"Eric was respected by all his peers," said Nuttycombe, the head football coach at Newport News High from 1961-69. "It wasn't like he was trying to do anything - things just happened. Coach Madden had told me, 'You're going to like this young man.' And everybody did. Within a week or two, he was one of the guys."
Larry, two years younger than Eric, came aboard as a freshman in '64. Eric emerged as a star and in his senior season made first-team all-district. His highlight was a 65-yard punt return for the game's only touchdown in a 7-0 victory over Warwick. The Typhoon went 7-2-1 in 1965 and was crowned the inaugural Peninsula District championship.
To the black community, the Burdens became pioneers.
Wendy Hill (bottom), and Diane Parsons appear in the 1971 John Yeates High School yearbook. Hill was the first black cheerleader at John Yeates High School in Suffolk. After a battle involving the NAACP to get on the squad, Hill said she feels like she opened the door for other African-Americans to join the team. By her senior year in 1972, Hill was co-captain, and one other African-American girl cheered for the school. "They were probably the perfect ones to go there and integrate," BaCote said. "They did a very good job of going to Newport News High and representing the black race. They were like pace-setters."
In the fall of '65, the Peninsula District had at least six black football players, including the first three at Hampton High. York had its first African-American player in '66 - 12 more followed a year later when James Weldon Johnson, the county's all-black facility, was converted into an intermediate school. By the end of the decade, blacks comprised at least one-third of the district's football rosters.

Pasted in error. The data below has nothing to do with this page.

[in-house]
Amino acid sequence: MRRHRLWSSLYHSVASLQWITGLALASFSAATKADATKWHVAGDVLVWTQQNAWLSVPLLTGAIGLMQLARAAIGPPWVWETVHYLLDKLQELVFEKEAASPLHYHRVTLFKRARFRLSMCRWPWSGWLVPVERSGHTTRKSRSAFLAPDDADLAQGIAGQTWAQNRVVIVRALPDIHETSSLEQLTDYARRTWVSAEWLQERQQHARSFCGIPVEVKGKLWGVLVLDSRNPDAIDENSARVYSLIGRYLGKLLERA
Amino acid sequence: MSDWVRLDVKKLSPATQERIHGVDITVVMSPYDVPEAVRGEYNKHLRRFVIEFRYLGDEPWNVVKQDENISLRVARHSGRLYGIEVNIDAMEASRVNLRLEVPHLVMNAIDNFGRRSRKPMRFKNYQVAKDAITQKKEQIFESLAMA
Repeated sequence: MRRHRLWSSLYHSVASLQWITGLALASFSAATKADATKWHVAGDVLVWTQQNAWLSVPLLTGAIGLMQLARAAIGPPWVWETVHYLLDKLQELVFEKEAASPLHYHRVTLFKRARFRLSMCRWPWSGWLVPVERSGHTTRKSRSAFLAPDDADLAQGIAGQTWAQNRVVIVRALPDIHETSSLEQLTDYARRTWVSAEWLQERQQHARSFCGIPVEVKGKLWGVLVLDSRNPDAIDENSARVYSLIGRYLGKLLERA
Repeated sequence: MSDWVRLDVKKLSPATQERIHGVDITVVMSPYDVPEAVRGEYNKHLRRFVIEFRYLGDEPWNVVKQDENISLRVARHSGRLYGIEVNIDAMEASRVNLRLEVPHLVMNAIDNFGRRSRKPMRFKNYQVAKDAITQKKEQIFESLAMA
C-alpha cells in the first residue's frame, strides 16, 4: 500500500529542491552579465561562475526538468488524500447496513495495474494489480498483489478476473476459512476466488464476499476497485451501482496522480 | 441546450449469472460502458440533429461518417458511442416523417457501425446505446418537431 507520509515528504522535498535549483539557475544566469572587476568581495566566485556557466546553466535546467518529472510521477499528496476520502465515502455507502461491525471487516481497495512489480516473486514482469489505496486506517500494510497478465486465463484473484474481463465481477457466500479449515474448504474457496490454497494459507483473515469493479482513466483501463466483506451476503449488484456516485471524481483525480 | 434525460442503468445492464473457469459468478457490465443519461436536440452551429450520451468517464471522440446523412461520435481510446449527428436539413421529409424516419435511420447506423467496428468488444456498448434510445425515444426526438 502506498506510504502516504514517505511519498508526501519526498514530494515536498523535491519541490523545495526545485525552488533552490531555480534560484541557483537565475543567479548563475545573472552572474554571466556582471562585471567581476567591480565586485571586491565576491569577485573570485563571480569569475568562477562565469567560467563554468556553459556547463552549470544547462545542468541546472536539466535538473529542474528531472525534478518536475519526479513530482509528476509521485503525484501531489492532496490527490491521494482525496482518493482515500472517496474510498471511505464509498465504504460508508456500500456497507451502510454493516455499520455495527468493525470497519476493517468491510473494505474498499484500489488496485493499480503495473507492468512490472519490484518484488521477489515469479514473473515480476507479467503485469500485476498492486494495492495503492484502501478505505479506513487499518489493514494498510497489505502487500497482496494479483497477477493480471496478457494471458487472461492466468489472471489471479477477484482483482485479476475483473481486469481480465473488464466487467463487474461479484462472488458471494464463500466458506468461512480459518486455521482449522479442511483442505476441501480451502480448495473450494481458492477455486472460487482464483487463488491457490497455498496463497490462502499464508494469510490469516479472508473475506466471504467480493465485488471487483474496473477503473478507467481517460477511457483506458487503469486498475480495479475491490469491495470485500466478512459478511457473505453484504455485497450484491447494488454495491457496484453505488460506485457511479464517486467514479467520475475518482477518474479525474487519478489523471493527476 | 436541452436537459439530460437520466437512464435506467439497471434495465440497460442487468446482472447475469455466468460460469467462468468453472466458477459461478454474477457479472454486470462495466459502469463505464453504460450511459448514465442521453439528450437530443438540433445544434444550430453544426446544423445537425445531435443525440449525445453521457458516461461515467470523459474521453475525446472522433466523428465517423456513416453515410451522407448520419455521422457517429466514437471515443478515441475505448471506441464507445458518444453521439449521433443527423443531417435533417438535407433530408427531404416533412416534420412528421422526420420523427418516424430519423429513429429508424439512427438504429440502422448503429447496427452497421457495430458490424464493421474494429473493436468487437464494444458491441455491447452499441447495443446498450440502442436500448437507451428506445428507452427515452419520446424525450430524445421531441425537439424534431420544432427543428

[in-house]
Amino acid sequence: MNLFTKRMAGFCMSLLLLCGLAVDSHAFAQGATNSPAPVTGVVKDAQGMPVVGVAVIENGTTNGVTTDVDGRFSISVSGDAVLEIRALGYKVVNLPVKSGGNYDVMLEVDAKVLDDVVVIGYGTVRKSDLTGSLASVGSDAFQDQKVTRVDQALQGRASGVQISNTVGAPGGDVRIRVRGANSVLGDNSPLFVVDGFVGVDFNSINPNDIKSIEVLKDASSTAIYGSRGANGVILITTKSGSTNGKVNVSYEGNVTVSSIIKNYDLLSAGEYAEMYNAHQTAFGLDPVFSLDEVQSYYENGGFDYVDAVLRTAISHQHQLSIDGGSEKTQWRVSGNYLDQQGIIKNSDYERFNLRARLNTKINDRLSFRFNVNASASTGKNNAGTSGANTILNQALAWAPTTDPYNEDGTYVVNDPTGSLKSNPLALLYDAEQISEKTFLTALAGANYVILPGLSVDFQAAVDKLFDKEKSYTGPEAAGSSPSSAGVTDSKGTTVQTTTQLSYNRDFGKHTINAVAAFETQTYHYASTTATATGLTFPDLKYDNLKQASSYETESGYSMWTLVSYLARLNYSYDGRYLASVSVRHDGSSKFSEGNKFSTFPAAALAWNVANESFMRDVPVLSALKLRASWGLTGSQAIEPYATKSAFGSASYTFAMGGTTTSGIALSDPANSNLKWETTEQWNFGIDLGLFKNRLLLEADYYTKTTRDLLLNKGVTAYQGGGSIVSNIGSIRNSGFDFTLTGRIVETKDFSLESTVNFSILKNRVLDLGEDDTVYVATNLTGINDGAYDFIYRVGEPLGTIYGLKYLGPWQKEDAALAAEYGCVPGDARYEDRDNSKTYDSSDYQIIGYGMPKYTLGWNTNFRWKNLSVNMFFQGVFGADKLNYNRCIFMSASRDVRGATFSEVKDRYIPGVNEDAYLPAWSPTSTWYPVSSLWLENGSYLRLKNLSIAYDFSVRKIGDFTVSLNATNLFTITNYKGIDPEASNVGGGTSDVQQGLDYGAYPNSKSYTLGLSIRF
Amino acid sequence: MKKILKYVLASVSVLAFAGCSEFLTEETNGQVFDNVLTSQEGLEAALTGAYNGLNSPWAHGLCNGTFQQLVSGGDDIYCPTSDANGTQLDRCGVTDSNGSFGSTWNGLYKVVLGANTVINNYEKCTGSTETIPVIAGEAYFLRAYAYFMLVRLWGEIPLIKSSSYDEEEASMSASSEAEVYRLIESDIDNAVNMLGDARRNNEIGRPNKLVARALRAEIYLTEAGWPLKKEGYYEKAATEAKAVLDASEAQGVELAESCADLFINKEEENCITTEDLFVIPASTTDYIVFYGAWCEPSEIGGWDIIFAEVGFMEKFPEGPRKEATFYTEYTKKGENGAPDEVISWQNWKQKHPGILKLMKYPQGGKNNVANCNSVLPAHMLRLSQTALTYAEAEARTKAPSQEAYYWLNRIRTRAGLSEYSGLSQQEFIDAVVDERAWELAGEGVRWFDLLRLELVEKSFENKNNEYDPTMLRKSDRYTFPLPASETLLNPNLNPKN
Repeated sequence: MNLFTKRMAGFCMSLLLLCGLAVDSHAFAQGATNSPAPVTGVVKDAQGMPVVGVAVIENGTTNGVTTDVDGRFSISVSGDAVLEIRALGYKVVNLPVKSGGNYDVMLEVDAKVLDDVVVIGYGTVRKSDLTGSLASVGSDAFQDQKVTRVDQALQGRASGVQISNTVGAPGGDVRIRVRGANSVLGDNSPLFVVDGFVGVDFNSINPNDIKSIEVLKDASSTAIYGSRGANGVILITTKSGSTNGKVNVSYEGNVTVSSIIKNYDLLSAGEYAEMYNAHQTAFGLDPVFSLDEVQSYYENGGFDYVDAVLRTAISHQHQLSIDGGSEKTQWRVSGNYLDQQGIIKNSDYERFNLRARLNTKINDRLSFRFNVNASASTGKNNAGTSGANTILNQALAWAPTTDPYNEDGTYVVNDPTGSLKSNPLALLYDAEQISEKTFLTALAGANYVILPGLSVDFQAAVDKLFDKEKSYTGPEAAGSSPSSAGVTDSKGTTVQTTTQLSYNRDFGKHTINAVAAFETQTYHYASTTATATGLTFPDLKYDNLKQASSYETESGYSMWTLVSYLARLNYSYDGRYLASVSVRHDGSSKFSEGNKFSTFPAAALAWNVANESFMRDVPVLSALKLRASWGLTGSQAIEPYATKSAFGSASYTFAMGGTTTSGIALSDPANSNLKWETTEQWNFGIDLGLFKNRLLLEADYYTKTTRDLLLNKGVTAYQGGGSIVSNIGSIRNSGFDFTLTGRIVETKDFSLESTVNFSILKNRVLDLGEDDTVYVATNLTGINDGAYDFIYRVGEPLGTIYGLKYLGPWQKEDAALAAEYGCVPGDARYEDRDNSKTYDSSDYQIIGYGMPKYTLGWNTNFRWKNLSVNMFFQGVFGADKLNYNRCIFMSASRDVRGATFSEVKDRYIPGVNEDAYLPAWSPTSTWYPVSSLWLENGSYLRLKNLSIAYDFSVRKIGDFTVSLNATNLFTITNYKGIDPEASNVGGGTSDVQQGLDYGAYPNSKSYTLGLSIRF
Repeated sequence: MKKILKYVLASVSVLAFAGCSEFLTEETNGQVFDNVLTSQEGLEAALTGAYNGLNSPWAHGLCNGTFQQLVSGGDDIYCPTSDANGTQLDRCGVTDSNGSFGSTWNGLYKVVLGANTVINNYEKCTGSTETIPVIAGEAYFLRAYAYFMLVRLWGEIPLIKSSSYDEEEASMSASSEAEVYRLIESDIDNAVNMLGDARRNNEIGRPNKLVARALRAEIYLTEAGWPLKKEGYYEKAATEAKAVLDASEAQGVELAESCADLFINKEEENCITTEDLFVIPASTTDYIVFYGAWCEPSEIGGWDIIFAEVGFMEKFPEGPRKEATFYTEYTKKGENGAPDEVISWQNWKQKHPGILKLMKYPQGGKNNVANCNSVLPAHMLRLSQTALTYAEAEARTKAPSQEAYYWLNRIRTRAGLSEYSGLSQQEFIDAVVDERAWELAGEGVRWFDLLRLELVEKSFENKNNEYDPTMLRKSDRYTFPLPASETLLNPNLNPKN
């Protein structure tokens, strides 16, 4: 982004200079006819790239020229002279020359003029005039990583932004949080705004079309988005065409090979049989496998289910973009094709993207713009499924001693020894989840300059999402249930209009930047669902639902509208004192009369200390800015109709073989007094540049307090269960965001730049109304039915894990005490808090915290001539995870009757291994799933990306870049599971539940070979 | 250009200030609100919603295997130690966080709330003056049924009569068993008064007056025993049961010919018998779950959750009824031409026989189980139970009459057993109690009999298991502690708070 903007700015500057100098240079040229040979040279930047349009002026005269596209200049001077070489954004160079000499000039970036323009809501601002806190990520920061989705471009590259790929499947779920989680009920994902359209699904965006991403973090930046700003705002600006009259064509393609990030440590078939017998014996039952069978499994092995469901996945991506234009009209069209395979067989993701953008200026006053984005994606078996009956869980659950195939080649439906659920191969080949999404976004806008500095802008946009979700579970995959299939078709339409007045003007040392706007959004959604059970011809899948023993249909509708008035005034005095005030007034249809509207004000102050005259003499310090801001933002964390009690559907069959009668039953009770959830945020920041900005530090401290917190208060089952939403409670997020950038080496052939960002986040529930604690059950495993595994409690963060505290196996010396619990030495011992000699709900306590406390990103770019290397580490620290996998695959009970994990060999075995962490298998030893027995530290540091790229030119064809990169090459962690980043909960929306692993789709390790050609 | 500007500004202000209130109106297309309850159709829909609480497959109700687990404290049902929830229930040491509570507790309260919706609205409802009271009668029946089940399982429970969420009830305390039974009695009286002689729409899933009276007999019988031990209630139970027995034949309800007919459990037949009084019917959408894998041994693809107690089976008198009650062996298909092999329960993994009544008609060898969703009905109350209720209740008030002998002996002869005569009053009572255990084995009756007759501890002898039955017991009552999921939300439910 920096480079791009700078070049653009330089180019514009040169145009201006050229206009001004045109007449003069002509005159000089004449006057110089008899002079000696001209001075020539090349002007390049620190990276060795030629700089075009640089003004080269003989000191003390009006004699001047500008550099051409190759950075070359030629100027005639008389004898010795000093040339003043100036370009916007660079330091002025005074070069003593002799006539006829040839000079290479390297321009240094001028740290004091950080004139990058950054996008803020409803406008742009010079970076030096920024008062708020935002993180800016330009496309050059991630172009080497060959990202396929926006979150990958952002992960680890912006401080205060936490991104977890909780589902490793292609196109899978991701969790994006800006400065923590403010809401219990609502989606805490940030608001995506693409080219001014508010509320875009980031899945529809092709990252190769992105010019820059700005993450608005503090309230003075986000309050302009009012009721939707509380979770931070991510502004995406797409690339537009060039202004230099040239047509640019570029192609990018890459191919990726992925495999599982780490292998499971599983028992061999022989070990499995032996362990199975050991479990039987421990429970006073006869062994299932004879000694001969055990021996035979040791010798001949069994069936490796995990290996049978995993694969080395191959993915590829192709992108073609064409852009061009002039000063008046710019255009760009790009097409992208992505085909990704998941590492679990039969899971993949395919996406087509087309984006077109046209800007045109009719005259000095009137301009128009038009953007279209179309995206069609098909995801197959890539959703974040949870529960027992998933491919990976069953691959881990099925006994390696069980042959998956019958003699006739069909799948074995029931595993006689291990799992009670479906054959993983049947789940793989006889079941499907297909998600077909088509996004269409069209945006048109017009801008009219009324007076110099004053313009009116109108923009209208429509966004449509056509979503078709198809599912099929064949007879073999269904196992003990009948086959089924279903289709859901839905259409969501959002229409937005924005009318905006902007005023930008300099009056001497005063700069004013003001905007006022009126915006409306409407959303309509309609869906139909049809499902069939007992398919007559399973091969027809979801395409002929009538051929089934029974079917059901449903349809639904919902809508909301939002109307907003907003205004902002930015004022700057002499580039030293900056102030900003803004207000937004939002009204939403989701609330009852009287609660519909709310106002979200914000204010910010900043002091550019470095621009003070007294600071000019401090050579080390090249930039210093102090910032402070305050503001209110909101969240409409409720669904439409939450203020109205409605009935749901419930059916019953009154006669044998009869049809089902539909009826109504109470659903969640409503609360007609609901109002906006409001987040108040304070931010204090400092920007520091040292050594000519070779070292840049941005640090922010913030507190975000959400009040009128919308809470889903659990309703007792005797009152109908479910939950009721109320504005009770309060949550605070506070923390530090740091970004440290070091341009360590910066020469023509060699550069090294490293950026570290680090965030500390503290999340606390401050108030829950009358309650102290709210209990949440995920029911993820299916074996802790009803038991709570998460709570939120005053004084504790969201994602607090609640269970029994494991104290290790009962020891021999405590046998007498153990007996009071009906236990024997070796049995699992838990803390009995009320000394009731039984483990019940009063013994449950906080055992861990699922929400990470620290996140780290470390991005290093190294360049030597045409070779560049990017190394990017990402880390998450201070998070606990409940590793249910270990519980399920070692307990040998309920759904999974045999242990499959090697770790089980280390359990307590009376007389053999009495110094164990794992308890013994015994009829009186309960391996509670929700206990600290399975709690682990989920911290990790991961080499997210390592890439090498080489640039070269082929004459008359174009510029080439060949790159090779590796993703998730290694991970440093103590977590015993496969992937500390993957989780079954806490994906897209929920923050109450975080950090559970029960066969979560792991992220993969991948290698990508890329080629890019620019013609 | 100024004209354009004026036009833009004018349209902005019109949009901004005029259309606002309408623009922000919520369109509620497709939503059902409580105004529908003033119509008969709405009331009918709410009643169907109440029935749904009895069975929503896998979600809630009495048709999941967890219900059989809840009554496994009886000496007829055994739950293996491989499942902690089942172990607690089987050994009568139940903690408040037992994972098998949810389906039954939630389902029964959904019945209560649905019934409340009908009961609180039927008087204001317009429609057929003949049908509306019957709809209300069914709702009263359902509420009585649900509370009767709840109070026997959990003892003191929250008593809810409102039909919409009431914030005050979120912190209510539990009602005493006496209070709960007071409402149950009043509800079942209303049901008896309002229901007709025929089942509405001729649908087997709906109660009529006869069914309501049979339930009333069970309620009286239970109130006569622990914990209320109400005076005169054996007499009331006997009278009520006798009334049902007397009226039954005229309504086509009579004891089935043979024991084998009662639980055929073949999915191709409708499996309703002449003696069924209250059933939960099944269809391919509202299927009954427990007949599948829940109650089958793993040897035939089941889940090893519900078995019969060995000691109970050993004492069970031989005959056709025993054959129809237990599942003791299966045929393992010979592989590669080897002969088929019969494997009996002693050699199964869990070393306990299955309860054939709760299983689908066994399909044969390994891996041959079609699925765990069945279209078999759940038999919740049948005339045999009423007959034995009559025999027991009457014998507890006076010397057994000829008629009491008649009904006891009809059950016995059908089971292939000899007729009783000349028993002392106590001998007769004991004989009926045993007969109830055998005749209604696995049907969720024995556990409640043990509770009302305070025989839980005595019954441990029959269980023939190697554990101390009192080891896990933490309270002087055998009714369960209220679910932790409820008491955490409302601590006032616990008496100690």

"Believe it or not, and I found this out in the last couple of years: My friends were so proud of what I had done that they actually compared me to Martin Luther King and Rosa Parks," said Eric Burden, now 56 and living in Fort Washington, Md.
"But I don't think of it as a distinction. It's something that just happened, and I happened to be the person it happened to," he said. "It's not a feather in my cap, or anything. It would have eventually happened to somebody else if it hadn't been me."
1968-69 - The merger
In 1966, Hampton won its last six games to finish 7-2-1. The Crabbers blew out their last five opponents by a combined score of 212-13 and clinched the district championship with a 55-6 pounding of Newport News on Thanksgiving Day.
Huntington won all 10 of its games, outscoring the opposition 340-52, and were declared state champions. The Vikings were led by star quarterback Walter Bowser, who threw for 29 touchdowns and became the first black to be named the state's high school player of the year.
Which team was better? Because they played in two different leagues, we'll never know.
Hampton, like the rest of the Peninsula's predominantly white institutions, played in the Virginia High School League. Huntington - along with Carver, Phenix and Bruton Heights in Williamsburg - was one of 90 black schools that competed under the arm of the Virginia Interscholastic Association. The two organizations were completely separate. But hardly equal.